activity page will offer:
An introduction to how the brain infers the position of
a moving target.
hands-on activity in which a student uses a "look-ahead"
window to target a moving object.
opportunity to explore how variables affect the success
of targeting of a moving object.
- Scrap cardboard (for supports)
- Large cardboard rectangle (approximately 2 feet by 3 feet)
- Pencil (without point)
- Cardboard tube (toilet paper roll)
this activity, you will assemble an apparatus that will be
used to explore how you aim and successfully strike a moving
target. A moving marble will be exposed for a short time before
it disappears beneath a cardboard canopy. During the time
you observe the marble, your brain will analyze the movement
of the marble and use that information to infer its trajectory.
Using this "best guess" about the path of the marble, you
are ready to strike the marble as it emerges from the canopy.
- Working in teams of two, assemble four supports of scrap
cardboard. Each of the four supports should be about the
size of a child's wooden playing block. Use tape to secure
the shape of each stack.
- Obtain a rectangular section of cardboard (the larger,
the better). This "canopy" can be cut from the side of a
- Use tape to secure a support stack to each corner of the
rectangle. The rectangle should be lifted several inches
from the table's surface. Make sure that the rectangle does
not sag in its center. If it does droop, you may need a
sturdier section of cardboard or a smaller supported area.
- A pitcher is positioned at one end of the rectangle.
A batter is positioned at the opposite end.
SEE DIAGRAM BELOW
- The pitcher positions the cardboard tube so that a marble
will roll through the tube and travel beneath the cardboard
canopy. The tube should be positioned about six inches in
front of the edge of the canopy.
- At the batter's end, a section of tape is positioned on
the desktop that is parallel to the edge of the cardboard
rectangle. The tape should be set about an inch from the
edge of the cardboard. This line defines the back limit
of the batter's box--the hitting window.
- The batter holds a pencil "bat" and can only hit the marble
as it passes through this strike zone. Once the marble rolls
beyond the hitting window it can no longer be hit.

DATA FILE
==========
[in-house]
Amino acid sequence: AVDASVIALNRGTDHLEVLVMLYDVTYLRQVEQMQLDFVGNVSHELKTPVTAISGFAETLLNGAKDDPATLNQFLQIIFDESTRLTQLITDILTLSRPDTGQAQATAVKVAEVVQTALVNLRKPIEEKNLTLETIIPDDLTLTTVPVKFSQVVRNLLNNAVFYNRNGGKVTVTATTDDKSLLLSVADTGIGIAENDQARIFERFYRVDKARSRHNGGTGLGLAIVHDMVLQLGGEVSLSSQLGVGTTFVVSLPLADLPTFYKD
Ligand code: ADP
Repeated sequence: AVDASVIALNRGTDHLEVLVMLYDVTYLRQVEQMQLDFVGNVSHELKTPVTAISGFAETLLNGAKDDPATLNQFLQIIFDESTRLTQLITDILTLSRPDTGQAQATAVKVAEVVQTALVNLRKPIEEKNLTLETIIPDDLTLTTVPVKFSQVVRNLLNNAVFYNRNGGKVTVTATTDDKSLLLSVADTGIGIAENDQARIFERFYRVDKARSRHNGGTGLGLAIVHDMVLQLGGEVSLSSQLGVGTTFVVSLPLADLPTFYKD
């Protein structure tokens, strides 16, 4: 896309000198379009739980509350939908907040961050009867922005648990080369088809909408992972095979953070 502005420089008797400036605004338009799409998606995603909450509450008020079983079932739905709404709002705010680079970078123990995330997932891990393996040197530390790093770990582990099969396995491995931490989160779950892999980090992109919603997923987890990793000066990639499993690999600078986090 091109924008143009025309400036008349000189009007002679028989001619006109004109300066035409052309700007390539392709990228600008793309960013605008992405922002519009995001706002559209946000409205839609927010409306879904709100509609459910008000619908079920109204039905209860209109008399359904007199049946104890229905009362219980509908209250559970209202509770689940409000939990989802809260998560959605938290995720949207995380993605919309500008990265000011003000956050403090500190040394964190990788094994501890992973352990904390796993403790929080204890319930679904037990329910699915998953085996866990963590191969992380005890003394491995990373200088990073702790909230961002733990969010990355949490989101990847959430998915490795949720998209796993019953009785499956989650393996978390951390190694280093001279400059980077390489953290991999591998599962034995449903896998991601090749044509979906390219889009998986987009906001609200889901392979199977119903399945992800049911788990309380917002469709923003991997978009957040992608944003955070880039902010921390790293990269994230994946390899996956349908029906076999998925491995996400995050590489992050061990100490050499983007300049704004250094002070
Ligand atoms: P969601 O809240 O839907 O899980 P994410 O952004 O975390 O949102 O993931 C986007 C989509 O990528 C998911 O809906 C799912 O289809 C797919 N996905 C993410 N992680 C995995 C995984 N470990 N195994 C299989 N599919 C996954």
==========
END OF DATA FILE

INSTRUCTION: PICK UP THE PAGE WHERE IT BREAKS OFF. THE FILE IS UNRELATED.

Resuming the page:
- Once the batter and pitcher become familiar with their
tasks, it's time to explore the targeting zone. How might
the speed of the moving marble affect accuracy? To find
out vary the inclination of the cardboard tube.
- Develop a strategy that would examine how looking at the
marble before it rolls beneath the canopy affects the success
of hitting the marble. How will doubling the distance between
the release of the marble and the time that it passes under
the canopy affect targeting? Is there a critical distance
over which the movement of the marble must be observed?
- What was the purpose of the taped rear limit to the batter's
- How would a longer targeting zone affect the accuracy
of hitting the moving marble? Make a prediction. Then, carry
out an experiment that will test your prediction.
- How did different inclination angles of the tube affect
the movement of the marble?
- How did different velocities affect the results?
- Did extending the targeting window affect the targeting
A Penny for Your Thoughts
the marble was replaced by a wobbling, rolling coin. Would
this exchange produce different results? Does a coin require
a longer observation window for successful targeting? Why
or why not? Think about it. Then, design a strategy that would
test the difference in successfully targeting the marble and
Do you bowl? If so, describe the moments prior to releasing
the ball onto the alley. What thoughts are going through your
head? Where are you looking? What are you thinking? Do you
need to concentrate? If so, what factors are you thinking
about before releasing the ball? Think about it. Does your
planned release change as you are in the process of throwing
the ball or do you get "locked" into this action while focusing
on your target?
Have you ever juggled scarves? If not, why not give it a try?
Unlike balls, scarves do not fall quickly when released. Instead,
their wide surface reacts with air molecules. This slows their
descent so that the scarves are more easily snatched during
their fall. Once you learn this juggling technique, have another
student observe your eye movements as you try to keep the
scarves aloft. Exchange positions and observe the eye movements
of your partner.
With your instructor's approval, develop a strategy for inquiry
that explores the targeting and movement processes associated
with basketball free throws. Does the amount of time targeting
the rim prior to the shot affect the accuracy? Will a lag
time between targeting and shooting affect accuracy? Are there
differences in the way males and females depend upon this
Dead Straight for Dead Aim
site presents an overview of targeting with specific reference
to improving golf skills.
Aids: The Dots and Arrows
This site presents a guide to using visual aids to help target
more Web links on this topic - visit our Resources
activities in this guide were contributed by Michael DiSpezio,
a Massachusetts-based science writer and author of "Critical
Thinking Puzzles" and "Awesome Experiments in Light & Sound"
(Sterling Publishing Co., NY).
Academic Advisors for this Guide:
Corrine Lowen, Science Department, Wayland Public Schools,
Suzanne Panico, Science Teacher Mentor, Cambridge Public Schools,
Anne E. Jones, Science Department, Wayland Middle School,